"This is autumn, when the beauty of maturity becomes apparent in the flowing colors of the leaves, in seedpod, capsule, and cone; autumn, when late-blooming flowers become rare treasures and the spider's web, bejeweled with dew, a work of art.

"By day sudden swirls of birds announce the feeding of migrating flocks. By night the passage of countless others is proclaimed only by faint twitterings high in the darkened sky. Muted colors, muted sounds...a tuning down from summer's hectic pace.

"Days of crystal clarity, days hazy blue or fog-enshrouded, denote the season. Summer and winter are in never-ending altercation, but with summer weakening with the passing time. The brilliance of the stars seems greater and the harvest moon repeats the antique gold of autumn leaves. Chill nights quiet the cricket's song but arouse that of the ululating coyote. The tide of plant and insect life ebbs as that of the predator rises to full flood.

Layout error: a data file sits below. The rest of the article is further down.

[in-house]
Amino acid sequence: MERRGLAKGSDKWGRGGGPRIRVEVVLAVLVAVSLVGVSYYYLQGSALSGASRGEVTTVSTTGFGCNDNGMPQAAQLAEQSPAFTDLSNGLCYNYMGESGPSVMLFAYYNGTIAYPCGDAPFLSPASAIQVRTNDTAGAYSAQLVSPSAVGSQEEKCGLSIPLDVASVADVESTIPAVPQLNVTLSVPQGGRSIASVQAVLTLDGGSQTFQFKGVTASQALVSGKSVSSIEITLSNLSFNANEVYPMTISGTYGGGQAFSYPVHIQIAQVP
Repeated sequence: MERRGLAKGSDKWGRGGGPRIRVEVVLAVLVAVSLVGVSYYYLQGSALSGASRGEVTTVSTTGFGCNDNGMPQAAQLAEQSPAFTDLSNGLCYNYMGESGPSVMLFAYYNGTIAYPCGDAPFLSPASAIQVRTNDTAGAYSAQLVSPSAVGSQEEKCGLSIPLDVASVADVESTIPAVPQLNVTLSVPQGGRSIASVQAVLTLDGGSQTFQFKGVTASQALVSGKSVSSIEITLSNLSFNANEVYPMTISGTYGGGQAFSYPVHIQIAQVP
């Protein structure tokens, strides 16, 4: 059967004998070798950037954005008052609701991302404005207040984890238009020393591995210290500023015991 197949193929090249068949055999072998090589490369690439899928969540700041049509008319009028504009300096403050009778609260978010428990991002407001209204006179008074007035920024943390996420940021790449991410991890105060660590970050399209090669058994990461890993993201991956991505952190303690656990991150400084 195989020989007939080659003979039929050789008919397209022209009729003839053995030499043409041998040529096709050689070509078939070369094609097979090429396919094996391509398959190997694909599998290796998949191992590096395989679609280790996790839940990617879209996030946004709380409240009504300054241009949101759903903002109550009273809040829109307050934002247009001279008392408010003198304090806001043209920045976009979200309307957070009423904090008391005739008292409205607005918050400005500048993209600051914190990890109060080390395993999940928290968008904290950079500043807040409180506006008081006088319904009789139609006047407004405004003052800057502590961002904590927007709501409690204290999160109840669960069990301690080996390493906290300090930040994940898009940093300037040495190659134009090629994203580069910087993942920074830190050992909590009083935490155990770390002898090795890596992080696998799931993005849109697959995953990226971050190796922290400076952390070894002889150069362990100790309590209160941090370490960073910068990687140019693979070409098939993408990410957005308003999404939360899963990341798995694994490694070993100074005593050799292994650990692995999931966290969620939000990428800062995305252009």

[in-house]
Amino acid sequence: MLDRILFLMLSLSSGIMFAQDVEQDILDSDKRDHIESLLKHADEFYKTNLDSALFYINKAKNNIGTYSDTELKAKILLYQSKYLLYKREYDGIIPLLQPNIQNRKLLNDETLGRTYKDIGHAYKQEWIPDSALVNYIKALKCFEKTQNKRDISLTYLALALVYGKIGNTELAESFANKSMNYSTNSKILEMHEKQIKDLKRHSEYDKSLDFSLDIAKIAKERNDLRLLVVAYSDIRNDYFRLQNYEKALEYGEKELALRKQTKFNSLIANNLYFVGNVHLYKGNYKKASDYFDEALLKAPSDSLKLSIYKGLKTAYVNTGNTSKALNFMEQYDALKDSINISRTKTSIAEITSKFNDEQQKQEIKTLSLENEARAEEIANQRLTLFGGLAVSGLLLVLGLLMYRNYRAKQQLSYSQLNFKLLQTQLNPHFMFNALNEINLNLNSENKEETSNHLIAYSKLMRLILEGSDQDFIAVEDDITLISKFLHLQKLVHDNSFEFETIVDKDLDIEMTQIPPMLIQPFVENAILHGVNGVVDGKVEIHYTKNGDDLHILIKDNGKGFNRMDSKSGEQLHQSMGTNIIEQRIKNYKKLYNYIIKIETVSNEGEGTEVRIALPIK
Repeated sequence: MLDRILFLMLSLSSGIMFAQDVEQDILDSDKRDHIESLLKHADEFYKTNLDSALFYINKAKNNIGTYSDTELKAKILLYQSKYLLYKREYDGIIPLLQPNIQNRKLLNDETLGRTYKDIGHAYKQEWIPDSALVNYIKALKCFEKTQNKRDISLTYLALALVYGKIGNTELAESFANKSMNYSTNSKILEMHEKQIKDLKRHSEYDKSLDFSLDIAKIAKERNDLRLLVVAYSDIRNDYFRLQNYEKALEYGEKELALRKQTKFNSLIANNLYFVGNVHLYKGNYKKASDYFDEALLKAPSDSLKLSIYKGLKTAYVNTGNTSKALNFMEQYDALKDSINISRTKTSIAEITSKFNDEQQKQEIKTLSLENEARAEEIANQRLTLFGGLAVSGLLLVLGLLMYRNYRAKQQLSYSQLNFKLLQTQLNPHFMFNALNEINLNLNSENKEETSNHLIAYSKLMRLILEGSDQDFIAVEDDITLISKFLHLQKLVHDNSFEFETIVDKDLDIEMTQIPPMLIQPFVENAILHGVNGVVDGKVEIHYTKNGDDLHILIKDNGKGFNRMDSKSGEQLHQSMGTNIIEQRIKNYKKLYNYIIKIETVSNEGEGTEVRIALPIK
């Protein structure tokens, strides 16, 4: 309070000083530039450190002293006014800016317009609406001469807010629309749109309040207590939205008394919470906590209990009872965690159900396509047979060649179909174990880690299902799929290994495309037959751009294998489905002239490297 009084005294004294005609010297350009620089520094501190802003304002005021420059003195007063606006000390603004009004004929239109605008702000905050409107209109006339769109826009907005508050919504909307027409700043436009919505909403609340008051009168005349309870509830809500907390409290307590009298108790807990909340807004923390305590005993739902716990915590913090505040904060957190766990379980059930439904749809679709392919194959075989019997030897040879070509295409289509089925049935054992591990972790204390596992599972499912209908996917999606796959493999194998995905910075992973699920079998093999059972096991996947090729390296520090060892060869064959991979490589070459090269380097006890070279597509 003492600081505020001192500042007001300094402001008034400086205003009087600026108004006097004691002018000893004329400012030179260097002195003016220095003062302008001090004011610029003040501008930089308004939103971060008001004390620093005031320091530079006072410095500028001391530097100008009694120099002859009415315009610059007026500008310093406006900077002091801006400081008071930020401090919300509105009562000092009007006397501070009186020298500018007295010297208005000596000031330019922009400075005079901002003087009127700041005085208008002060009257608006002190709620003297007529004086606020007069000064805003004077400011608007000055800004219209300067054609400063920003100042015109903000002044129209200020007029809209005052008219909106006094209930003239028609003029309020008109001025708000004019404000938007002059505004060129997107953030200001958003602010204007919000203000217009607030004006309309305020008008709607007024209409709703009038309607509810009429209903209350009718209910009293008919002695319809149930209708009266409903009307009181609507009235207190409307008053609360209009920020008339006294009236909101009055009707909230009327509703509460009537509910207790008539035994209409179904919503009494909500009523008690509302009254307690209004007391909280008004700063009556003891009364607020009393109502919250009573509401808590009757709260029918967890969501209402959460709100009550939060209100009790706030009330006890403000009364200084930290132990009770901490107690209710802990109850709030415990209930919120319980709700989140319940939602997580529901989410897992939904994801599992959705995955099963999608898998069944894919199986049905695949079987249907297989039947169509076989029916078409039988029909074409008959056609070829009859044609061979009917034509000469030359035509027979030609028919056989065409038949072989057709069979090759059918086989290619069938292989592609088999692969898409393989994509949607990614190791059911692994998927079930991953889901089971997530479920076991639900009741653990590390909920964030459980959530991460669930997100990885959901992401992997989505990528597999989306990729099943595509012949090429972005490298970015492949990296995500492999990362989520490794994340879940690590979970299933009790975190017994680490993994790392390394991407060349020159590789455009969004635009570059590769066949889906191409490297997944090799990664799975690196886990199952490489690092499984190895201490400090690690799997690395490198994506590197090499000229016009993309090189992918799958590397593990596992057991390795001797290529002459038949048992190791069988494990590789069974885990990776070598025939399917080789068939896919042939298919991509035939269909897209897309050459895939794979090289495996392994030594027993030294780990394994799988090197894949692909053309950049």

"Every creation in its own unique way senses the changing season and prepares accordingly. For many there is death, with only token forces remaining to carry on the generations. For some there is dormancy and rest; for some a changed but continuing activity, while others-from choice or necessity flee southward. Human response differs only in detail from that of other creatures: the instinctive urge for comfort, survival and continuity.

"Chill days and scudding clouds and instinct say, "Prepare, the time of hardship looms ahead." There is an awareness, an urgency that quickens with the shortened days. There is an upsurge of fresh energy to meet the challenge of the future, a determination that makes the heart sing, not a last requiem to the dying season, but a song of thankfulness and joy.